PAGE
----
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Authors: Karim Mithani; Simeon Wong; Mirriam Mikhail, MEng; George Ibrahim, MD, PhD (Toronto, Canada)

Introduction:

Although vagus nerve stimulation (VNS) is commonly applied to the treatment of epilepsy in children, response to stimulation is highly variable. Given overlapping thalamocortical circuitry between vagus and spinothalamic afferent pathways, we tested the hypothesis that  somatosensory evoked fields (SEFs) could predict VNS response.

Methods:

We analyzed pre-operative magnetoencephalography (MEG) data from 36 patients (26 responders, 10 non-responders) who underwent VNS implantation. All children underwent median nerve stimulation during MEG and  features of the corresponding SEFs, including amplitudes, latencies, Euclidean distance of activation from S1, and sensorimotor network connectivity were analyzed. A support vector machine (SVM) classifier was used to predict VNS response.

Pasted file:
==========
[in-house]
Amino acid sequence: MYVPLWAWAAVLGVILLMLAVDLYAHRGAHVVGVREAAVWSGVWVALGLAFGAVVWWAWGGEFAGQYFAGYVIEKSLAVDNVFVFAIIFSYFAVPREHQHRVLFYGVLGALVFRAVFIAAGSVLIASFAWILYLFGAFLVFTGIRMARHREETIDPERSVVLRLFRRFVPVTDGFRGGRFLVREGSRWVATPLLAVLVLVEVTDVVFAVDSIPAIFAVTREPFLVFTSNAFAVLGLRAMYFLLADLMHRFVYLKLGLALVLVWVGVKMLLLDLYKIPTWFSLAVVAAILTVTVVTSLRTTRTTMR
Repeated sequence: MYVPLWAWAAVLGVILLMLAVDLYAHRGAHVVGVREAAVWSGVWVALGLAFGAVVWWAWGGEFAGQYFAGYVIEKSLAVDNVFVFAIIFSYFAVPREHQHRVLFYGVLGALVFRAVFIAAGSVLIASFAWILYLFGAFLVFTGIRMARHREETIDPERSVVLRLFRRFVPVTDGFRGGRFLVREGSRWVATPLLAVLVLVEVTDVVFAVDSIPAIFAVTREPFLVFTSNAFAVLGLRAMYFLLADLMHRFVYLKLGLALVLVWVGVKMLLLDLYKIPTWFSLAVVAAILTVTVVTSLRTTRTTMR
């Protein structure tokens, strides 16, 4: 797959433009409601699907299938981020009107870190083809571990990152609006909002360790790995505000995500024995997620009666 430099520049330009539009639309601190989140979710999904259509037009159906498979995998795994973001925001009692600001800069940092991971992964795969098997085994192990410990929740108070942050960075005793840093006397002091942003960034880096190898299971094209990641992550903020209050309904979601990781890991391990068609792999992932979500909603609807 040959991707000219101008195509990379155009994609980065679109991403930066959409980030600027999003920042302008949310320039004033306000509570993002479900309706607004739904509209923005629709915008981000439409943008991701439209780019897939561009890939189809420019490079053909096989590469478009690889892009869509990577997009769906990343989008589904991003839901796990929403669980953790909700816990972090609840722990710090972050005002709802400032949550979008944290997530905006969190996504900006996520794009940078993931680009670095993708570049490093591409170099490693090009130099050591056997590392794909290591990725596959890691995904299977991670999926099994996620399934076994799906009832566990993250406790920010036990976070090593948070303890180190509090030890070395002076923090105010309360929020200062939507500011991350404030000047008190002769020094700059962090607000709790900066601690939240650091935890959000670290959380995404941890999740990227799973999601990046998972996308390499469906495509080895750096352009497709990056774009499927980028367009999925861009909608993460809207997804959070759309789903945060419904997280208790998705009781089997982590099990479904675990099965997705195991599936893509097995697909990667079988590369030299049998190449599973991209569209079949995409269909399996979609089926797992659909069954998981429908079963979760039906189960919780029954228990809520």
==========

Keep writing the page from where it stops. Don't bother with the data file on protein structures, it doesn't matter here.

Results:

VNS responders showed significantly more dispersed SEF localization compared to non-responders (p<0.001).   Responders also demonstrated greater stimulation-locked connectivity within the sensorimotor network than non-responders (FWER-corrected p < 0.05). An SVM classifier demonstrated an accuracy of 88.9%, specificity of 100%, sensitivity of 50%, and AUC of 0.92 on 10-fold cross-validation.

Conclusion:

We demonstrate that overlapping neuroanatomical circuitry can effectively be exploited to predict treatment response to VNS.  These findings also highlight the importance of brainstem and thalamocortical afferent connectivity in the mechanism of action of VNS and its translational relevance to identify suitable candidates for surgery.

AAP/SONS Award